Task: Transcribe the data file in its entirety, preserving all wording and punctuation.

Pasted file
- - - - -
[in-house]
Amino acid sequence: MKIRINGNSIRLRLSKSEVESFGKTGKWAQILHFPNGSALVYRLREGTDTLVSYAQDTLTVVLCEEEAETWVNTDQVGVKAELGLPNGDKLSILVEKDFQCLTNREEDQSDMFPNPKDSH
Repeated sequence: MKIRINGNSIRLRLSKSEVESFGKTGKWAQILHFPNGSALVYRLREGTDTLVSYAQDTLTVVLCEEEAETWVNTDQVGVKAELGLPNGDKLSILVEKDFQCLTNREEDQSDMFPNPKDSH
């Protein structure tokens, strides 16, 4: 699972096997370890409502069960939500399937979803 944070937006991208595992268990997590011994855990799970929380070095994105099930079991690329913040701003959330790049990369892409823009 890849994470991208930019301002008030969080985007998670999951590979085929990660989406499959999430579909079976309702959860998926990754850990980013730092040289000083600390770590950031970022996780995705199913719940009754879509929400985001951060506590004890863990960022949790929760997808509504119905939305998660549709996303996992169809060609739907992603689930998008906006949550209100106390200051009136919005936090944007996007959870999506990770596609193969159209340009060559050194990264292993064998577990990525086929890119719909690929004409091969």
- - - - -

[in-house]
Amino acid sequence: MKIRINGNSIRLRLSKSEVESFGKTGKWAQILHFPNGSALVYRLREGTDTLVSYAQDTLTVVLCEEEAETWVNTDQVGVKAELGLPNGDKLSILVEKDFQCLTNREEDQSDMFPNPKDSH
Repeated sequence: MKIRINGNSIRLRLSKSEVESFGKTGKWAQILHFPNGSALVYRLREGTDTLVSYAQDTLTVVLCEEEAETWVNTDQVGVKAELGLPNGDKLSILVEKDFQCLTNREEDQSDMFPNPKDSH
């Protein structure tokens, strides 16, 4: 699972096997370890409502069960939500399937979803 944070937006991208595992268990997590011994855990799970929380070095994105099930079991690329913040701003959330790049990369892409823009 890849994470991208930019301002008030969080985007998670999951590979085929990660989406499959999430579909079976309702959860998926990754850990980013730092040289000083600390770590950031970022996780995705199913719940009754879509929400985001951060506590004890863990960022949790929760997808509504119905939305998660549709996303996992169809060609739907992603689930998008906006949550209100106390200051009136919005936090944007996007959870999506990770596609193969159209340009060559050194990264292993064998577990990525086929890119719909690929004409091969």